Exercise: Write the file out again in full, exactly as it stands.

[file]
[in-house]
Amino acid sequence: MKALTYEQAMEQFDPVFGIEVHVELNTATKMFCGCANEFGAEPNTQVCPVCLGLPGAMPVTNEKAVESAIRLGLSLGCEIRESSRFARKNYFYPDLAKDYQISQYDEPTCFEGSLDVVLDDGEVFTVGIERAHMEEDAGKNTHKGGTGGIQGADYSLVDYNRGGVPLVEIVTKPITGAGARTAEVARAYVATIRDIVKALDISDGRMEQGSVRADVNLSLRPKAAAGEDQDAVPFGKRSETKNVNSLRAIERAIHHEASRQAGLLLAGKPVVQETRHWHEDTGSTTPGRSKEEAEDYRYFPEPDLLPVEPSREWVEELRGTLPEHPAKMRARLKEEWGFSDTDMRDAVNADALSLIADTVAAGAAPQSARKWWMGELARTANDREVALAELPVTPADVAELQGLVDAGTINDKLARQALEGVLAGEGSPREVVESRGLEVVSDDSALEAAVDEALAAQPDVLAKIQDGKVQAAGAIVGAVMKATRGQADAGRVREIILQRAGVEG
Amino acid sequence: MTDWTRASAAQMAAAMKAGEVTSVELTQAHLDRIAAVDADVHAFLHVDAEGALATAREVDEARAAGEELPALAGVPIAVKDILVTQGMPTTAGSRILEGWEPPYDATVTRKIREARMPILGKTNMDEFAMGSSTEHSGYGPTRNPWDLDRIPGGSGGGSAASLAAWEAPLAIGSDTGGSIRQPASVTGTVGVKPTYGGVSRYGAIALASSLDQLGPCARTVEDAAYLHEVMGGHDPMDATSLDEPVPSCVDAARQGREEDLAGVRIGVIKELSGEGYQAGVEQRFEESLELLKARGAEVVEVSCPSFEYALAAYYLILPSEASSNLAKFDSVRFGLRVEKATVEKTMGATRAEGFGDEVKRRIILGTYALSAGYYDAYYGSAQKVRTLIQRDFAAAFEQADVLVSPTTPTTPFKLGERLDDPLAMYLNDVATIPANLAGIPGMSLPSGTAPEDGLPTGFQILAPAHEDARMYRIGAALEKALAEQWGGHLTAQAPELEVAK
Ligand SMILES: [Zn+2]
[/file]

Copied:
[in-house]
Amino acid sequence: MKALTYEQAMEQFDPVFGIEVHVELNTATKMFCGCANEFGAEPNTQVCPVCLGLPGAMPVTNEKAVESAIRLGLSLGCEIRESSRFARKNYFYPDLAKDYQISQYDEPTCFEGSLDVVLDDGEVFTVGIERAHMEEDAGKNTHKGGTGGIQGADYSLVDYNRGGVPLVEIVTKPITGAGARTAEVARAYVATIRDIVKALDISDGRMEQGSVRADVNLSLRPKAAAGEDQDAVPFGKRSETKNVNSLRAIERAIHHEASRQAGLLLAGKPVVQETRHWHEDTGSTTPGRSKEEAEDYRYFPEPDLLPVEPSREWVEELRGTLPEHPAKMRARLKEEWGFSDTDMRDAVNADALSLIADTVAAGAAPQSARKWWMGELARTANDREVALAELPVTPADVAELQGLVDAGTINDKLARQALEGVLAGEGSPREVVESRGLEVVSDDSALEAAVDEALAAQPDVLAKIQDGKVQAAGAIVGAVMKATRGQADAGRVREIILQRAGVEG
Amino acid sequence: MTDWTRASAAQMAAAMKAGEVTSVELTQAHLDRIAAVDADVHAFLHVDAEGALATAREVDEARAAGEELPALAGVPIAVKDILVTQGMPTTAGSRILEGWEPPYDATVTRKIREARMPILGKTNMDEFAMGSSTEHSGYGPTRNPWDLDRIPGGSGGGSAASLAAWEAPLAIGSDTGGSIRQPASVTGTVGVKPTYGGVSRYGAIALASSLDQLGPCARTVEDAAYLHEVMGGHDPMDATSLDEPVPSCVDAARQGREEDLAGVRIGVIKELSGEGYQAGVEQRFEESLELLKARGAEVVEVSCPSFEYALAAYYLILPSEASSNLAKFDSVRFGLRVEKATVEKTMGATRAEGFGDEVKRRIILGTYALSAGYYDAYYGSAQKVRTLIQRDFAAAFEQADVLVSPTTPTTPFKLGERLDDPLAMYLNDVATIPANLAGIPGMSLPSGTAPEDGLPTGFQILAPAHEDARMYRIGAALEKALAEQWGGHLTAQAPELEVAK
Ligand SMILES: [Zn+2]